Small is the new big in "Tiddler Town" if the new Toyota Yaris is anything to go by. It's roughly the same dimensions as the previous Gen II car but offers more room inside thanks to smart design and new technology. Toyota has used techniques from the space optimised Toyota iQ in new Yaris. Understandable give that personnel from the iQ design and engineering team had a big hand in Gen 3 Yaris, out now.
There are three and five door variants available in YR, YRS, YRX and ZR grades. The YR and YRS are in three and five door variants, YRX in five door only and the ZR in three door only.
UNDER THE BONNET
Two engines are offered - a 1.3 twin cam petrol four in the YR and a 1.5 twin cam petrol four in the others all using regular 91 fuel.
The 1.3 is good for 63kW/121Nm while the 1.5 delivers 80kW/141Nm output. They are carried over from the Gen II Yaris with minor changes to improve fuel economy and drive feel. The manual is a five-speeder while the auto is a four-speeder.
YRX is in auto only and ZR is in manual only.
The engines do not have fuel saving direct injection as is becoming common in many new models. Toyota says the engines in Yaris are all it needs underlining the point with a claimed best fuel consumption of 5.7-litres/100km for the base manual YR three-door. The heaviest fuel user in the range is pretty good to at 6.3.
Yaris rides on a simple strut front suspension and torsion beam rear - calibrated for local use. The same applies to the steering and other aspects of the Yaris dynamic package. Toyota's (sensible) policy is to localise all its vehicles and it pays dividends.
The new car is stronger than ever and is some 20kg lighter thanks to the use of high strength steel in critical areas.
It has a five star crash rating and seven air bags including a driver's knee bag. Yaris also gets VSC (vehicle stability control) and a raft of other life saving and collision avoiding features. Pedestrian safety features include an impact absorbing bonnet, front guards and bumper and single windscreen wiper.
Pricing starts at a sharp $14, 990 for the YR manual rising to a top end of $21,390 for the YRX five-door auto.
All models score plenty of kit including a multi-information display unit, new Fujitsu "future proof" audio systems, iPod connector, Bluetooth phone and audio streaming, steering wheel controls, power windows and mirrors, aircon, a 60/40 folding rear seat and 12 volt socket.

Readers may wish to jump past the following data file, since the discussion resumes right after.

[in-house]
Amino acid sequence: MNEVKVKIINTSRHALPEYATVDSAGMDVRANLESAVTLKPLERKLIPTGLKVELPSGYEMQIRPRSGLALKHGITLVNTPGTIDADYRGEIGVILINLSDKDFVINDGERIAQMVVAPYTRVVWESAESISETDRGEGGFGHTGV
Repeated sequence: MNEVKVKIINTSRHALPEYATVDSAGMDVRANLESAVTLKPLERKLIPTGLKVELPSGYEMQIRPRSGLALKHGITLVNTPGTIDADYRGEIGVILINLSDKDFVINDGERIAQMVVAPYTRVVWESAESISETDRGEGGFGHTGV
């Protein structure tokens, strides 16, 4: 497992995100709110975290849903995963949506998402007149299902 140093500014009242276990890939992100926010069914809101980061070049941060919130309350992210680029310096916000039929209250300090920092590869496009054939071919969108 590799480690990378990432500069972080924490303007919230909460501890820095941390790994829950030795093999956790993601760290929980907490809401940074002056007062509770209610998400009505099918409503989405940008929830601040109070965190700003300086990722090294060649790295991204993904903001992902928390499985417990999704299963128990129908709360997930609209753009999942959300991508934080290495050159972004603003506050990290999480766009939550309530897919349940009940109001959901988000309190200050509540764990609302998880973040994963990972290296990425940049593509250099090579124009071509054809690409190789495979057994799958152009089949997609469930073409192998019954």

The kick off price is the same as Toyota Echo back in 1998 while the CPI has risen more than 43 per cent since then. Auto adds $1600.
Its quiet for a car this size. The rigid body forms a good platform for tidy ride and handling and the steering feels sharper than before.
Engine performance can be best described as adequate but less weight makes the new Yaris perform better than before. There is a slight torque hole in the mid-range that catches out the unwary. The engine is quiet and fuel efficient.
A hard plastic dash confronts passengers but the switches are easy to use. The interior look is acceptable and functional with plenty of storage options. The space saver spare is disappointing. Four-speed auto is out of the Ark.
Toyota reliability speaks volumes. New, made-in-Japan Yaris is quite a cute little car with honest performance, a large measure of inbuilt safety and generous equipment at an affordable price.
Price: from $14,990-$21,390
Warranty: Three years/100,000km
Resale: 56 per cent after three years (Glass's Guide)
Service intervals: Six months/10,000km
Thirst: 5.7L/100km, 134g/km CO2 (1.3 manual); 5.8L/100km, 137g/km CO2 (1.5 manual); 6.3L/100km, 147g/km CO2 (1.3 and 1.5 auto)
Safety equipment: Seven airbags, stability and traction control, ABS brakes with BA and EBD.
Crash rating: Not yet crash-rated.
Engine: 1.3 litre four-cylinder, 67kW/121Nm; 1.5 litre four cylinder, 80kW/141Nm
Transmission: Five-speed manual, four-speed automatic
Body: Three-door and five-door hatch
Dimensions: 3885mm (L), 1695mm (W), 1510mm (H)
Wheelbase: 2510mm (WB), tracks front/rear: 1485mm/1470mm